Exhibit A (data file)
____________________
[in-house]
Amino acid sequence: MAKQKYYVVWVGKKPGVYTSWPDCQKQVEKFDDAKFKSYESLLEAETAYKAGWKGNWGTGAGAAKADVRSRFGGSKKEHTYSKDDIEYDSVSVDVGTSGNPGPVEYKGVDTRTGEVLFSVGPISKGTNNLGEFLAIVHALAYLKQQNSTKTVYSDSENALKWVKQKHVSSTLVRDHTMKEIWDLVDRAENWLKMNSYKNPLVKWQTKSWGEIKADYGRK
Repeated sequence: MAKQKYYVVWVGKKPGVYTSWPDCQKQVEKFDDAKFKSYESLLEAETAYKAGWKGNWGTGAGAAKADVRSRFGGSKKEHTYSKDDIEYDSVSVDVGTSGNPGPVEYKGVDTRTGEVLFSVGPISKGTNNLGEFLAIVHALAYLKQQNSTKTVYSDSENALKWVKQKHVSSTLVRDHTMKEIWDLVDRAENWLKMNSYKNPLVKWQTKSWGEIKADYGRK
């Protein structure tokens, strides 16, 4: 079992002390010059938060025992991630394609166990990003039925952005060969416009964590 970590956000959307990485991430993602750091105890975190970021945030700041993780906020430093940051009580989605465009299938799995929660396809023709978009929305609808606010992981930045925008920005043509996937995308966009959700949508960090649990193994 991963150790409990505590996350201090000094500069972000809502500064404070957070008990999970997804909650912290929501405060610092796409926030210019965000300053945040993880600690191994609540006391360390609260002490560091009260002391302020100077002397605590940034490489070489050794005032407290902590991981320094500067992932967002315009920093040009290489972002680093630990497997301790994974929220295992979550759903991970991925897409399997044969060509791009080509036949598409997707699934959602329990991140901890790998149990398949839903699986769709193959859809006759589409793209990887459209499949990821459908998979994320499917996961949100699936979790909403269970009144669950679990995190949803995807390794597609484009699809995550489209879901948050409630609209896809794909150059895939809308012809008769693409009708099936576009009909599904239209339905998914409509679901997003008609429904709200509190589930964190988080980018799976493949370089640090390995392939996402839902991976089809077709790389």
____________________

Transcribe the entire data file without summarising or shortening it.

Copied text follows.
[in-house]
Amino acid sequence: MAKQKYYVVWVGKKPGVYTSWPDCQKQVEKFDDAKFKSYESLLEAETAYKAGWKGNWGTGAGAAKADVRSRFGGSKKEHTYSKDDIEYDSVSVDVGTSGNPGPVEYKGVDTRTGEVLFSVGPISKGTNNLGEFLAIVHALAYLKQQNSTKTVYSDSENALKWVKQKHVSSTLVRDHTMKEIWDLVDRAENWLKMNSYKNPLVKWQTKSWGEIKADYGRK
Repeated sequence: MAKQKYYVVWVGKKPGVYTSWPDCQKQVEKFDDAKFKSYESLLEAETAYKAGWKGNWGTGAGAAKADVRSRFGGSKKEHTYSKDDIEYDSVSVDVGTSGNPGPVEYKGVDTRTGEVLFSVGPISKGTNNLGEFLAIVHALAYLKQQNSTKTVYSDSENALKWVKQKHVSSTLVRDHTMKEIWDLVDRAENWLKMNSYKNPLVKWQTKSWGEIKADYGRK
């Protein structure tokens, strides 16, 4: 079992002390010059938060025992991630394609166990990003039925952005060969416009964590 970590956000959307990485991430993602750091105890975190970021945030700041993780906020430093940051009580989605465009299938799995929660396809023709978009929305609808606010992981930045925008920005043509996937995308966009959700949508960090649990193994 991963150790409990505590996350201090000094500069972000809502500064404070957070008990999970997804909650912290929501405060610092796409926030210019965000300053945040993880600690191994609540006391360390609260002490560091009260002391302020100077002397605590940034490489070489050794005032407290902590991981320094500067992932967002315009920093040009290489972002680093630990497997301790994974929220295992979550759903991970991925897409399997044969060509791009080509036949598409997707699934959602329990991140901890790998149990398949839903699986769709193959859809006759589409793209990887459209499949990821459908998979994320499917996961949100699936979790909403269970009144669950679990995190949803995807390794597609484009699809995550489209879901948050409630609209896809794909150059895939809308012809008769693409009708099936576009009909599904239209339905998914409509679901997003008609429904709200509190589930964190988080980018799976493949370089640090390995392939996402839902991976089809077709790389």